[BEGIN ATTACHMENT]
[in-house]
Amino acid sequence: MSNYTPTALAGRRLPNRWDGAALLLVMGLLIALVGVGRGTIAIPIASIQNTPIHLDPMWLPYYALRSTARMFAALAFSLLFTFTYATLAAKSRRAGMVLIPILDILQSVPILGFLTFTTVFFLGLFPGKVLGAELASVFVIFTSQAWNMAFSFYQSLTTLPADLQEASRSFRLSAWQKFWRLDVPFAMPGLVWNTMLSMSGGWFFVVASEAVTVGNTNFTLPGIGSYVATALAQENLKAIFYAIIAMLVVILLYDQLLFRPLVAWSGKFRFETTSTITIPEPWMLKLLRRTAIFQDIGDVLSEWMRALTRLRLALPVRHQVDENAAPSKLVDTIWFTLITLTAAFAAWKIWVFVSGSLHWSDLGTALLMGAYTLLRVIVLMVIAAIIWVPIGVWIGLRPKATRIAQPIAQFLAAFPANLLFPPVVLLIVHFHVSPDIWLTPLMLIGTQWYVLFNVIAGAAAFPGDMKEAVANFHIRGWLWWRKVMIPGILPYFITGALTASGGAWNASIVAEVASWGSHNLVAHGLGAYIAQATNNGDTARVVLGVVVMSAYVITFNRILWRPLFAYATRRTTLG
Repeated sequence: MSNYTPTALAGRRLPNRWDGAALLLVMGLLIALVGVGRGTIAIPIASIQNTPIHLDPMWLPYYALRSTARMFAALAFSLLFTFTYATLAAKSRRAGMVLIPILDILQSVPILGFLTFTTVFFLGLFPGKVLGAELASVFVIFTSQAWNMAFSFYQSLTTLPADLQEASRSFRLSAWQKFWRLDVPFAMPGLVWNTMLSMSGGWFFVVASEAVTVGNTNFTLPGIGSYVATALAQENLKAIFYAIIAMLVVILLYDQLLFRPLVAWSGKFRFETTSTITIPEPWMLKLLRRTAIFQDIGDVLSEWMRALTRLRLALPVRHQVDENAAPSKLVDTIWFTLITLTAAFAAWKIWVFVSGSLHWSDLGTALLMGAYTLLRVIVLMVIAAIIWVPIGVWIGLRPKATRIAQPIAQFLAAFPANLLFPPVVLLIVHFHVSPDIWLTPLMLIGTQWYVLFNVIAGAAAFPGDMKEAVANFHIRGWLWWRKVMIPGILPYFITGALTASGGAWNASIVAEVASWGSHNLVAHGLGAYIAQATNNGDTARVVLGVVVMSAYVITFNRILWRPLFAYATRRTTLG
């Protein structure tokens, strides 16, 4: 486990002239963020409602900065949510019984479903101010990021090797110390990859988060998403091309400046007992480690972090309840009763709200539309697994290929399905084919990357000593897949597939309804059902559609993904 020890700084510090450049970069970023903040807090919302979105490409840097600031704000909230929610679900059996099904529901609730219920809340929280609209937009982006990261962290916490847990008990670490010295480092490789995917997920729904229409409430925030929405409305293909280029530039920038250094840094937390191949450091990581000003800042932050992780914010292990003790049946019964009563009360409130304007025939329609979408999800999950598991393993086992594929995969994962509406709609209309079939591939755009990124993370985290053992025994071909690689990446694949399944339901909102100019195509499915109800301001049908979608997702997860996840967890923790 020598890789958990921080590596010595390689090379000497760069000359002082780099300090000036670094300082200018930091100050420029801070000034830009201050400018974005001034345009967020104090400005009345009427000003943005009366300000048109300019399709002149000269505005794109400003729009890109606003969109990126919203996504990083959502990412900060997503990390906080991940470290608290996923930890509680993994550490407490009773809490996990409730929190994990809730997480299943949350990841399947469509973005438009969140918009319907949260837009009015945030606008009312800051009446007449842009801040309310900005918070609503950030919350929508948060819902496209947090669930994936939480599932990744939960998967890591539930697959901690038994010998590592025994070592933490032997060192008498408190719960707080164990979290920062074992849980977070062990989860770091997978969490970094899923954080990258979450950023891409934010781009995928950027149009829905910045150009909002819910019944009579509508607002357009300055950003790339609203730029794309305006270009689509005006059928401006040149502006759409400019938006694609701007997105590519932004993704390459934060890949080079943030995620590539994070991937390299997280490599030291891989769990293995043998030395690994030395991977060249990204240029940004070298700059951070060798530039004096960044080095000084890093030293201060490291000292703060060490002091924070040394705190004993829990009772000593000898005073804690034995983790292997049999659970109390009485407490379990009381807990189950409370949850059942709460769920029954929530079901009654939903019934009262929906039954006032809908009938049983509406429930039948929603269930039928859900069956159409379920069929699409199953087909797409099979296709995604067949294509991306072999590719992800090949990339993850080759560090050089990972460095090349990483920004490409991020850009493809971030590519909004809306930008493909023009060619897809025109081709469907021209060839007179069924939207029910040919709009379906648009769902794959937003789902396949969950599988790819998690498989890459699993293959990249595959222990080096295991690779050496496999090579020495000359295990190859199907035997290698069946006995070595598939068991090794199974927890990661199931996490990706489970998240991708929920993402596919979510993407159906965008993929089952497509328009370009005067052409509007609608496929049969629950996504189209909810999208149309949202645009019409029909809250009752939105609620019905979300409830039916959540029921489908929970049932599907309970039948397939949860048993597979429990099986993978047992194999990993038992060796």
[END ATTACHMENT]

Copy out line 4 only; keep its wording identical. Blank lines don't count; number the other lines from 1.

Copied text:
């Protein structure tokens, strides 16, 4: 486990002239963020409602900065949510019984479903101010990021090797110390990859988060998403091309400046007992480690972090309840009763709200539309697994290929399905084919990357000593897949597939309804059902559609993904 020890700084510090450049970069970023903040807090919302979105490409840097600031704000909230929610679900059996099904529901609730219920809340929280609209937009982006990261962290916490847990008990670490010295480092490789995917997920729904229409409430925030929405409305293909280029530039920038250094840094937390191949450091990581000003800042932050992780914010292990003790049946019964009563009360409130304007025939329609979408999800999950598991393993086992594929995969994962509406709609209309079939591939755009990124993370985290053992025994071909690689990446694949399944339901909102100019195509499915109800301001049908979608997702997860996840967890923790 020598890789958990921080590596010595390689090379000497760069000359002082780099300090000036670094300082200018930091100050420029801070000034830009201050400018974005001034345009967020104090400005009345009427000003943005009366300000048109300019399709002149000269505005794109400003729009890109606003969109990126919203996504990083959502990412900060997503990390906080991940470290608290996923930890509680993994550490407490009773809490996990409730929190994990809730997480299943949350990841399947469509973005438009969140918009319907949260837009009015945030606008009312800051009446007449842009801040309310900005918070609503950030919350929508948060819902496209947090669930994936939480599932990744939960998967890591539930697959901690038994010998590592025994070592933490032997060192008498408190719960707080164990979290920062074992849980977070062990989860770091997978969490970094899923954080990258979450950023891409934010781009995928950027149009829905910045150009909002819910019944009579509508607002357009300055950003790339609203730029794309305006270009689509005006059928401006040149502006759409400019938006694609701007997105590519932004993704390459934060890949080079943030995620590539994070991937390299997280490599030291891989769990293995043998030395690994030395991977060249990204240029940004070298700059951070060798530039004096960044080095000084890093030293201060490291000292703060060490002091924070040394705190004993829990009772000593000898005073804690034995983790292997049999659970109390009485407490379990009381807990189950409370949850059942709460769920029954929530079901009654939903019934009262929906039954006032809908009938049983509406429930039948929603269930039928859900069956159409379920069929699409199953087909797409099979296709995604067949294509991306072999590719992800090949990339993850080759560090050089990972460095090349990483920004490409991020850009493809971030590519909004809306930008493909023009060619897809025109081709469907021209060839007179069924939207029910040919709009379906648009769902794959937003789902396949969950599988790819998690498989890459699993293959990249595959222990080096295991690779050496496999090579020495000359295990190859199907035997290698069946006995070595598939068991090794199974927890990661199931996490990706489970998240991708929920993402596919979510993407159906965008993929089952497509328009370009005067052409509007609608496929049969629950996504189209909810999208149309949202645009019409029909809250009752939105609620019905979300409830039916959540029921489908929970049932599907309970039948397939949860048993597979429990099986993978047992194999990993038992060796």